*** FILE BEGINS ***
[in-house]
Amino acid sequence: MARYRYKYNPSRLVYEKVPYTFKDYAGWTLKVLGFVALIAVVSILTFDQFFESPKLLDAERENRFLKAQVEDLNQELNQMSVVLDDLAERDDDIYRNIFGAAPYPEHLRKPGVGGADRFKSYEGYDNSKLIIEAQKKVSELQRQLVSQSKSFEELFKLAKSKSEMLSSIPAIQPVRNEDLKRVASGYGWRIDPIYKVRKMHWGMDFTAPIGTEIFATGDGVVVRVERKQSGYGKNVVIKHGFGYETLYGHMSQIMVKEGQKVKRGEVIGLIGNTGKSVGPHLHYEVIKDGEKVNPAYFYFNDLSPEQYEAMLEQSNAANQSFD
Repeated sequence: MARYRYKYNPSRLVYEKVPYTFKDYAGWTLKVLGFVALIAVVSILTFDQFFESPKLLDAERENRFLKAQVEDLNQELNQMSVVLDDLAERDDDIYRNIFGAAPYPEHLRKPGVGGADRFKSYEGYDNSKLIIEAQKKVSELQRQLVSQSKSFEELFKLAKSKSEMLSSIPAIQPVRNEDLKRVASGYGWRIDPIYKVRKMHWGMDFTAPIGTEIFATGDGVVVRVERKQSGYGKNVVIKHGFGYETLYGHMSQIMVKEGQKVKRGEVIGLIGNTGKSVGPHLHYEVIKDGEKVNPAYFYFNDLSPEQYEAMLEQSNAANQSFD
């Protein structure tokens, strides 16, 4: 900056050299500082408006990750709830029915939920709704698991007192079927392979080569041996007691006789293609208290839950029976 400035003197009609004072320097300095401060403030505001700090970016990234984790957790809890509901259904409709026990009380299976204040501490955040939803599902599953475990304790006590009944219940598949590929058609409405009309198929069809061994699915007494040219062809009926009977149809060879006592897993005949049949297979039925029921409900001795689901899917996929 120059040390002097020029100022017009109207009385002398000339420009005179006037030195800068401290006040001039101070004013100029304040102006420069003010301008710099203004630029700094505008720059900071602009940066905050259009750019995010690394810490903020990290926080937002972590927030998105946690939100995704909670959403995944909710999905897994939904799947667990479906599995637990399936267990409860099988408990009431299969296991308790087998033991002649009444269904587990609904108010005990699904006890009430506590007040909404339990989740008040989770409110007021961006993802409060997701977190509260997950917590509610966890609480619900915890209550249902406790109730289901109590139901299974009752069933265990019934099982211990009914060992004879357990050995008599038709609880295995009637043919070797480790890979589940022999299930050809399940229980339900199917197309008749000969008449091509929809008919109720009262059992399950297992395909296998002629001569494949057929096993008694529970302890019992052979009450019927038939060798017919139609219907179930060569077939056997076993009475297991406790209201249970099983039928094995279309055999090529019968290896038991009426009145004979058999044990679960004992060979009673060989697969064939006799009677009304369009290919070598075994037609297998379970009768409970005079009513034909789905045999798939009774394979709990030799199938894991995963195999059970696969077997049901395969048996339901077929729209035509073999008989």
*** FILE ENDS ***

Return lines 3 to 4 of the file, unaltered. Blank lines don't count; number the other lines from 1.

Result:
Repeated sequence: MARYRYKYNPSRLVYEKVPYTFKDYAGWTLKVLGFVALIAVVSILTFDQFFESPKLLDAERENRFLKAQVEDLNQELNQMSVVLDDLAERDDDIYRNIFGAAPYPEHLRKPGVGGADRFKSYEGYDNSKLIIEAQKKVSELQRQLVSQSKSFEELFKLAKSKSEMLSSIPAIQPVRNEDLKRVASGYGWRIDPIYKVRKMHWGMDFTAPIGTEIFATGDGVVVRVERKQSGYGKNVVIKHGFGYETLYGHMSQIMVKEGQKVKRGEVIGLIGNTGKSVGPHLHYEVIKDGEKVNPAYFYFNDLSPEQYEAMLEQSNAANQSFD
């Protein structure tokens, strides 16, 4: 900056050299500082408006990750709830029915939920709704698991007192079927392979080569041996007691006789293609208290839950029976 400035003197009609004072320097300095401060403030505001700090970016990234984790957790809890509901259904409709026990009380299976204040501490955040939803599902599953475990304790006590009944219940598949590929058609409405009309198929069809061994699915007494040219062809009926009977149809060879006592897993005949049949297979039925029921409900001795689901899917996929 120059040390002097020029100022017009109207009385002398000339420009005179006037030195800068401290006040001039101070004013100029304040102006420069003010301008710099203004630029700094505008720059900071602009940066905050259009750019995010690394810490903020990290926080937002972590927030998105946690939100995704909670959403995944909710999905897994939904799947667990479906599995637990399936267990409860099988408990009431299969296991308790087998033991002649009444269904587990609904108010005990699904006890009430506590007040909404339990989740008040989770409110007021961006993802409060997701977190509260997950917590509610966890609480619900915890209550249902406790109730289901109590139901299974009752069933265990019934099982211990009914060992004879357990050995008599038709609880295995009637043919070797480790890979589940022999299930050809399940229980339900199917197309008749000969008449091509929809008919109720009262059992399950297992395909296998002629001569494949057929096993008694529970302890019992052979009450019927038939060798017919139609219907179930060569077939056997076993009475297991406790209201249970099983039928094995279309055999090529019968290896038991009426009145004979058999044990679960004992060979009673060989697969064939006799009677009304369009290919070598075994037609297998379970009768409970005079009513034909789905045999798939009774394979709990030799199938894991995963195999059970696969077997049901395969048996339901077929729209035509073999008989």